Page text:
Monday, April 07, 2008

Markets and Minds for a Monday


* Sector Strength - The above chart shows how stock sector ETFs have fared since the January and March market bottoms. Interestingly, Materials (XLB) and Energy (XLE) are strong performers since the January lows, but have not been so dominant since the March lows. Conversely, Financials (XLF) have moved only modestly since the January lows, but are leaders in the recent period since the March bottom. Homebuilders (XHB) show up strong since both bottom periods. The most recent rally has been led by beaten down sectors, as investors are showing less fear and more optimism regarding housing and banks. Health Care (XLV) has been something of a laggard, perhaps anticipating challenges following the upcoming election.

* Building Willpower - Thanks to a reader for passing along this research perspective on how to build self-control and willpower. That is exactly what biofeedback and meditation are all about. An interesting implication, supported by research, is that efforts to contain our emotions deplete our reserves of self-control. This could be one way that emotional arousal is connected to poor trading performance, as our efforts as self-containment leave us less capable of making disciplined efforts.

* Health and Emotions - Research conducted at Duke University suggests that, individually, depression, anxiety, and anger are positively correlated as traits with the risk for heart disease. When those exist in combination, however, the risk of heart disease rises dramatically. This suggests that the overarching trait of "neuroticism"--the tendency to experience negative emotion--may bring more than just psychological consequences. Indeed, hostility may be more predictive of heart disease than such risk factors as smoking and cholesterol. It appears that the combination of hostility and depression elevates inflammatory proteins in the blood. Moreover, hostility and negative patterns of thinking are directly associated with the risk of depression. How we think thus can affect how we feel, but also how healthy we'll ultimately be.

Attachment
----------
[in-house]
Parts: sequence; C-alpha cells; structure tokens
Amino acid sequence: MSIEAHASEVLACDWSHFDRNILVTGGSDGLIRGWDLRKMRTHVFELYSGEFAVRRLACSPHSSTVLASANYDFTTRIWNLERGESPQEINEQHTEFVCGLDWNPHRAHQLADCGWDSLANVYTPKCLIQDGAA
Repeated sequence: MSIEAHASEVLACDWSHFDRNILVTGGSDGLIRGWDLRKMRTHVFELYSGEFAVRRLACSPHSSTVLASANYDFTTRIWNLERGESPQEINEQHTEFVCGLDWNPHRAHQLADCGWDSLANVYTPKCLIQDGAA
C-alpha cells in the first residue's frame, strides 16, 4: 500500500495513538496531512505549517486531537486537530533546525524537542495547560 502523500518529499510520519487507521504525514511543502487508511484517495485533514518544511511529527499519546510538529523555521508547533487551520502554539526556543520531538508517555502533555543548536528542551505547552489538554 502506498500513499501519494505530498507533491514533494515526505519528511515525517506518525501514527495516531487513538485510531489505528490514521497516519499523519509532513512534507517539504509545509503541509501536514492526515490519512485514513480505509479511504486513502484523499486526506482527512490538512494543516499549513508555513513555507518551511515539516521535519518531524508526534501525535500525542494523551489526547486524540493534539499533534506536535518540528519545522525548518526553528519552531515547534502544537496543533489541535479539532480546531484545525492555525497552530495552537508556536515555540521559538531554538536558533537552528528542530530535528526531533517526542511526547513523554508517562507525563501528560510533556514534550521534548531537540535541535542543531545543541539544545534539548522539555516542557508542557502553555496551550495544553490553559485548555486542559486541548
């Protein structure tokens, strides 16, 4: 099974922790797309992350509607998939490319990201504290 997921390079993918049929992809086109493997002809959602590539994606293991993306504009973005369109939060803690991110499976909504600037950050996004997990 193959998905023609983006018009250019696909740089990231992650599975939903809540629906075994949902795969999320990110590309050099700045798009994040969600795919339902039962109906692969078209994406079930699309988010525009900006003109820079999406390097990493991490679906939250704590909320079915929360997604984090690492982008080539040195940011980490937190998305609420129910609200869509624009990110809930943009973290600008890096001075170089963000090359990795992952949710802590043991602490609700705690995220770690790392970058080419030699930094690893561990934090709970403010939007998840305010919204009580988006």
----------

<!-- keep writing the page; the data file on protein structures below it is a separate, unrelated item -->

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Negative Thoughts and Trading
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2 comments:

David said...

Hi Brett,

Enjoying your posts and your recent interview with Atbfinance.net.

You mentioned in your interview how important it is for young traders to properly position size and control risk.

Do you or your readers have any favorite posts or info sources on position sizing and money management? I'd be interested to learn more. Thanks.

Brett Steenbarger, Ph.D. said...

Hi David,

Thanks; the book "Trading Risk" by Kenneth Grant is one of my favorites re: position sizing and money management.

Brett